'Halo' – Haslingden, England - Atlas Obscura
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Haslingden, England

At night, the enormous sculpture looks like a UFO hovering above the English hills. 


In the daytime, this sculpture looks impressive, particularly in misty conditions when it abruptly emerges from the fog and clouds. At night, it’s especially enchanting, as its 500 blue LED lights give it the spooky appearance of a UFO hovering over the hill.

This artwork is the most recent of the sculptures in the Panopticon series, which are all in East Lancashire and include the Singing Ringing Tree. It was constructed on a reclaimed landfill site on Top O’Slate, one of the hills overlooking the Pennine town of Haslingden.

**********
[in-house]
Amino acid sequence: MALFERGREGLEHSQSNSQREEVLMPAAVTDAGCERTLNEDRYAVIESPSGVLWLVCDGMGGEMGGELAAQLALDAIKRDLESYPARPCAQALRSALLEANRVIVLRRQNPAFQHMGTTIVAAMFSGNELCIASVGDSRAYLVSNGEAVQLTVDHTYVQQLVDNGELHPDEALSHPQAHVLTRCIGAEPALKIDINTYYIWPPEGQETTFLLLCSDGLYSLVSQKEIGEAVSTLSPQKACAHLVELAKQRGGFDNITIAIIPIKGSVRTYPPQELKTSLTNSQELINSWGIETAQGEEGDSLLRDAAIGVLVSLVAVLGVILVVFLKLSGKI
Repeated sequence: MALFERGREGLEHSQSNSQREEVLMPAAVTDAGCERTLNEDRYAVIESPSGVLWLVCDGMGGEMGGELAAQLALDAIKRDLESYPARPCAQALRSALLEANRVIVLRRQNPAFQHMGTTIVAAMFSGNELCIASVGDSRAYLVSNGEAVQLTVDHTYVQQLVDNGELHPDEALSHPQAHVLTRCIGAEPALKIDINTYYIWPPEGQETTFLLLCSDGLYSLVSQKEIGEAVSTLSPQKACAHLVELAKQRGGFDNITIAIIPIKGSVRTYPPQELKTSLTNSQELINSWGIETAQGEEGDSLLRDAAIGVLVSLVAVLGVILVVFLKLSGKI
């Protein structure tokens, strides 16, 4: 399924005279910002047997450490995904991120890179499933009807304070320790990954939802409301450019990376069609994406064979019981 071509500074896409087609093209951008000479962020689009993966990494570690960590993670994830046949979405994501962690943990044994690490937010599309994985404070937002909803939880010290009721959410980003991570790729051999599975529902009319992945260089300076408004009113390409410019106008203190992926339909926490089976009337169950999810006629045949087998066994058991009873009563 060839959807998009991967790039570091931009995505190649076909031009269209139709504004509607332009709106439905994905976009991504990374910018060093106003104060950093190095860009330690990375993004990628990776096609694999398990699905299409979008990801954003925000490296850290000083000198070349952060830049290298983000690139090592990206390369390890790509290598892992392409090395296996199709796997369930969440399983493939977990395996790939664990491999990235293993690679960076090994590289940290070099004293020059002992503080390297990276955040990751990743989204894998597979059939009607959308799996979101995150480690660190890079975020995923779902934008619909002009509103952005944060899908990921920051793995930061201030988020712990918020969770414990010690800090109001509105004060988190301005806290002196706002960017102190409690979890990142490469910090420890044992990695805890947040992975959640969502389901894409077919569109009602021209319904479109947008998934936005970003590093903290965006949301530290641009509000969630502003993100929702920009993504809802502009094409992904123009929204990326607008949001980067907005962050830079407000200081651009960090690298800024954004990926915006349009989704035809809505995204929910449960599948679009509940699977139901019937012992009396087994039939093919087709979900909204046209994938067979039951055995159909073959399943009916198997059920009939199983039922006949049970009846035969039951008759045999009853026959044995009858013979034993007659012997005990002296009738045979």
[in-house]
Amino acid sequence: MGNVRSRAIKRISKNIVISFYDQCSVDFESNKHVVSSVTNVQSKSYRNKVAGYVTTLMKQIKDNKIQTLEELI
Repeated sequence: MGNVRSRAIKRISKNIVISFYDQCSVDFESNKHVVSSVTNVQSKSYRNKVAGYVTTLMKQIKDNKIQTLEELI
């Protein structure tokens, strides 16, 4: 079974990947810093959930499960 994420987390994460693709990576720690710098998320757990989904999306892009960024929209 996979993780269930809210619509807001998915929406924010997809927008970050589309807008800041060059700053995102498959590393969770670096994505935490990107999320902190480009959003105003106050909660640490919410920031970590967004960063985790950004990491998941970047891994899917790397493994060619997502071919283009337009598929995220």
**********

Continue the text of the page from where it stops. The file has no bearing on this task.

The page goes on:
The artwork was designed by architect John Kennedy of LandLab. It was constructed in 2007 as part of the wider Panopticon Project by the East Lancashire Environmental Arts Network.

The 59-foot diameter circular steel and perspex lattice structure stands on three large legs. Its lights are powered by a nearby wind turbine and have been specially selected to not to attract night-flying insects.

Know Before You Go

It can be clearly seen from the M66 motorway. Cars are not allowed to park near the Halo. Park near St. James’s Church and walk up Higher Lane toward the Halo.

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